Rain down on me.

A Letter to My Girls 

  
Dear Darling Daughters,

Words can’t begin to express the joy that fills my heart when I watch you play.  There’s a closeness you have that I pray you will keep forever!  Once I worried about adding another baby to our family, and I find myself in that place of contentment and happiness again.  How could life ever become better, sweeter, than it is now?

This morning I snuck downstairs to start making breakfast while you snoozed happily away.  I don’t worry as much about leaving now that you have each other to keep company.  I cooked, cleaned the kitchen, mopped, and then you, my sweet big girl, appeared.  “I was sleeping,” you said, laughing, “and then Josie woke me up!”  Together we went to get our smiling happy baby ready for our day.

Tonight we sat together looking at photos as I prepared Josie’s paperwork for her American documents.  We exclaimed together over photos of our first baby learning to “read.”  We watched videos of you crawling, eating spaghetti, laughing… And, in a matter of minutes, we watched you grow all over again!  Time passed before our eyes, and while you were busy, your daddy and I talked.  We talked about life before you–how young and skinny we were. We talked about the stories behind the photos. We talked about today:  “Mama, I love you,” you said.  “I love you too, honey,” I replied.  “That’s music to my ears!” you fired back with a sweet smile.  We talked about you playing with your friends and trying out your Spanish for a while.  We talked about you being “too busy to play caballito with Josie.”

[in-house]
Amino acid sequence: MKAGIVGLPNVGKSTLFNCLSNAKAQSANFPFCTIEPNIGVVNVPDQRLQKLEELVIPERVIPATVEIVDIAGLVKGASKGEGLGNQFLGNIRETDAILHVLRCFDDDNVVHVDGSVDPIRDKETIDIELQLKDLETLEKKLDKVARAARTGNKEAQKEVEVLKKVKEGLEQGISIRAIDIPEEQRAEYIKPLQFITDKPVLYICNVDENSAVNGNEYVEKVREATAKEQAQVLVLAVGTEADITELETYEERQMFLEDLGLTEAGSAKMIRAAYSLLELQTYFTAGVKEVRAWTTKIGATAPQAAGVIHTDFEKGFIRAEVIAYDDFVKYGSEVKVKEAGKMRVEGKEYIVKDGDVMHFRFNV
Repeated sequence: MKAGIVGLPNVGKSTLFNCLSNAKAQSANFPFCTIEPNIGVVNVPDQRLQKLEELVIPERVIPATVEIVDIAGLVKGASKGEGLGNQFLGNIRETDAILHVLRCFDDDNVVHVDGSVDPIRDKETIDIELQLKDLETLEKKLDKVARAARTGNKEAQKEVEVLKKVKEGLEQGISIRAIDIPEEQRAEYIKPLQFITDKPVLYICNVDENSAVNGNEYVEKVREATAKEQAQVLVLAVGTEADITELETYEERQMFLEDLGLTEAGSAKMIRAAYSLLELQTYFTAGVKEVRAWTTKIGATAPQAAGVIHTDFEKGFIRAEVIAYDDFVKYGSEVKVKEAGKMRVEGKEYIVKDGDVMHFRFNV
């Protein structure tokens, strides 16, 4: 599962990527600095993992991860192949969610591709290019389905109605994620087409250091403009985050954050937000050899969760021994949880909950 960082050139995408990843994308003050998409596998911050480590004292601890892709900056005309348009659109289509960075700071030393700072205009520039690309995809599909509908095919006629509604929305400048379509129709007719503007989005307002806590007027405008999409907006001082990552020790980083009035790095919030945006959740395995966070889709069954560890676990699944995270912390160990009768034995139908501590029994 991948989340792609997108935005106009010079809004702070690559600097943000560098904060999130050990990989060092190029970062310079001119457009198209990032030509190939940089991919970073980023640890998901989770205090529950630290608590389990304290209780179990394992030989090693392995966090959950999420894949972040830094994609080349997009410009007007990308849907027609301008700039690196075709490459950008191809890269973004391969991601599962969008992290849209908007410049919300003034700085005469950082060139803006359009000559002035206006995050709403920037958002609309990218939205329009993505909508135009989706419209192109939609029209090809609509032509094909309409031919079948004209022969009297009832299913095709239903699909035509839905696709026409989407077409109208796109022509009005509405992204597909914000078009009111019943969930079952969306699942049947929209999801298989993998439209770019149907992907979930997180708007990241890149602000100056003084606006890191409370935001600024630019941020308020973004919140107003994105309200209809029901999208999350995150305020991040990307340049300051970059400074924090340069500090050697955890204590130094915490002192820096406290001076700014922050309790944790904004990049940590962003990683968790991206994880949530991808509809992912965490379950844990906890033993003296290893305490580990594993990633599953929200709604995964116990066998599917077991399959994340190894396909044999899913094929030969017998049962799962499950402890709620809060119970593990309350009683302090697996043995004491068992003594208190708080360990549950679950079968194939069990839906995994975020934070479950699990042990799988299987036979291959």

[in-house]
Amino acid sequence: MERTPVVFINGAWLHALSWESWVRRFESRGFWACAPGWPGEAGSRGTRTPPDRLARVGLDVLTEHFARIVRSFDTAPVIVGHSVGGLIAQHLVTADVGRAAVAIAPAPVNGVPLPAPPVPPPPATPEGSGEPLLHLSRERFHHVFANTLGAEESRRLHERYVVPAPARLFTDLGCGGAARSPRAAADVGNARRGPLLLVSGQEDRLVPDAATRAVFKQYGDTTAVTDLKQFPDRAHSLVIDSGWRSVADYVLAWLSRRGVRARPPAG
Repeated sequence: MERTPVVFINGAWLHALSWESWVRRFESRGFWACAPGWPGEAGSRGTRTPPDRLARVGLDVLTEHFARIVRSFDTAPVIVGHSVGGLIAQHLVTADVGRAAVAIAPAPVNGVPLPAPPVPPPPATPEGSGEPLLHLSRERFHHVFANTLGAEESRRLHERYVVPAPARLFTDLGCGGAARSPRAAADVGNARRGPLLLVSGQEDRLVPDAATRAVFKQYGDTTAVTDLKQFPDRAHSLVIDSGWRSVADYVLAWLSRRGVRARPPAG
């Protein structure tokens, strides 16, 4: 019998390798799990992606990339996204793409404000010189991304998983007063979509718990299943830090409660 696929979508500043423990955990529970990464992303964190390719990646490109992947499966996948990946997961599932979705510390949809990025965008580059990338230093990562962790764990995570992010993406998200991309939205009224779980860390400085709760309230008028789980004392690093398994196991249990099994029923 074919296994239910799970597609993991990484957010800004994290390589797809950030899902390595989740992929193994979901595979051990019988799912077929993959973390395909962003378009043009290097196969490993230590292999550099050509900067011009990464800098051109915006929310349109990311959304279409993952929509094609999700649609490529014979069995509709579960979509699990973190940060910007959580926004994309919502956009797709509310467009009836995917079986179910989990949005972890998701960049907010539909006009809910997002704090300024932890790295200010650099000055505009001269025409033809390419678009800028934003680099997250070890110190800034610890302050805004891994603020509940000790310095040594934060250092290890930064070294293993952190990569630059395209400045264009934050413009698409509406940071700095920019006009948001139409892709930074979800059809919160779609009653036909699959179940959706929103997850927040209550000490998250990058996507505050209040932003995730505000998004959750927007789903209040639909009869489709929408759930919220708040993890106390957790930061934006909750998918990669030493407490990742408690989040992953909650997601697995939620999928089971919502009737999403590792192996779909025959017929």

Ahhh… My heart is so full! My cup runneth over!   

Sweet babies, I look forward to what tomorrow might bring: your sweet giggles, the cuddles and kisses, and the memories being made.  I know that tomorrow there will also be a point where my frustration will rise as my patience slowly fades.  I hope that isn’t the moment that you or I remember.  Even as I write this, I remember a moment last week. While grumpy, I managed to keep an even voice as I corrected you.  “Okay, mama,” you said, “I can do that.  Thank you for talking nice to me.”